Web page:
Historic Poverty Bay and the East Coast, N.I., N.Z.
Poverty Bay Catchment Board — River and Erosion Control
Poverty Bay Catchment Board
River and Erosion Control
The Poverty Bay Catchment Board was formed in 1945, with initial elective members as follows: P. W. Barrett and D. W. W. Williams (Waiapu County), H. J. Lougher, junior (Uawa), H. F. J. Tombleson and G. M. Newman (Waikohu), R. Graham, H. M. White and J. R. Hair (Cook County), and F. H. Forge and H. C. Hanes (Gisborne Borough). Various State Departments are represented on the board. Mr. Hair was elected chairman, and A. G. Hicks was appointed secretary. Bounded on the north by the watershed of Waiapu River, the board's district (2,097 square miles) includes the catchments of all the rivers to the south down to, and including, that of the Maraetaha stream. When A. D. Todd was appointed engineer in 1946, the board decided to have a detailed report made in connection with the Waipaoa River.
In 1875, wings, or spurs, were built at Ormond to check erosion. After the big flood in 1876 O. W. L. Bousfield advised the settlers that, if cuts were made at the worst bends, the river, in time, would make fresh bends. R. W. Holmes (State Engineer-in-Chief) and C. E. Armstrong (District Engineer), in a report in June, 1910, held that the river should be straightened at the Matawhero bend before a cut was put in at Tietjen's bend. These cuts had been recommended by Napier Bell, C.E., in 1892. C. D. Kennedy, C.E., approved the scheme in 1912.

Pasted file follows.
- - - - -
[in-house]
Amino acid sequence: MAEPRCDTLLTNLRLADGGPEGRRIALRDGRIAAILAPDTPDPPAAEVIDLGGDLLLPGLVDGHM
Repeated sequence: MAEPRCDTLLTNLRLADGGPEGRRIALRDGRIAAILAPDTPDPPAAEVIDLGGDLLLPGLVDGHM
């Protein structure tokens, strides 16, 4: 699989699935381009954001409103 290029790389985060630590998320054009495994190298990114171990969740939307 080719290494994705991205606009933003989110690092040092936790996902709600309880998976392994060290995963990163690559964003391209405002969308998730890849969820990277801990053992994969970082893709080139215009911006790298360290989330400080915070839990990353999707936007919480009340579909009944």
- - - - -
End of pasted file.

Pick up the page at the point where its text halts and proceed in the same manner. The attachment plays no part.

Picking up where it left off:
The Poverty Bay Rivers Board was formed in 1912. It did not raise any loans, and it exercised its rating powers only sparingly, ceasing to levy any rate after 1935. In 1914 Mr. Laing-Meason, C.E. (Wellington) advised it that the Matawhero bend and Tietjen's bend should be eliminated, stopbanks built, etc., at a cost of £45,000. J. B. Thompson (State Land Drainage Engineer), who reported in 1918, upheld the contention put forward by Messrs. Holmes and Armstrong. When the board closed down in 1947 the settlers made gifts to W. C. Pilmer (the last chairman) and his daughters, Joan and Ray, in appreciation of the information service which they had provided concerning the state of the river when floods had threatened.
With the aid of a State grant a cut was opened in June, 1946, through a sandspit about two miles north of the estuary of the Waipaoa River. To encourage the old channel to silt up, and to assist the flow through the diversion, a training wall was built across part of the old river mouth. A comprehensive flood prevention scheme (prepared by Mr. Todd) was adopted by the Catchment Board in March, 1949. It provides for two cuts—one of 57 chains at the Matawhero main highway crossing to shorten the channel there by 2 miles 51 chains, and another of 45 chains at Tietjen's bend to shorten it at that point by 2 miles 10 chains—and for stopbanks parallel to the river for 16½ miles, starting at the mouth. The cost is estimated at £667,000. In the event of the State providing a subsidy of £3 to £1, the annual charges on a 30-year loan of £166,750 would amount to £8,760. The report was sent on to the Rivers Control Council for its approval.
Tree-planting for hillside stabilisation is an important section of the board's policy. One million acres will, it is estimated, require to be treated. It is planned to have stocks of young trees available by 1953, and page 420 to have between four and five million additional trees growing within the board's district by the close of the century.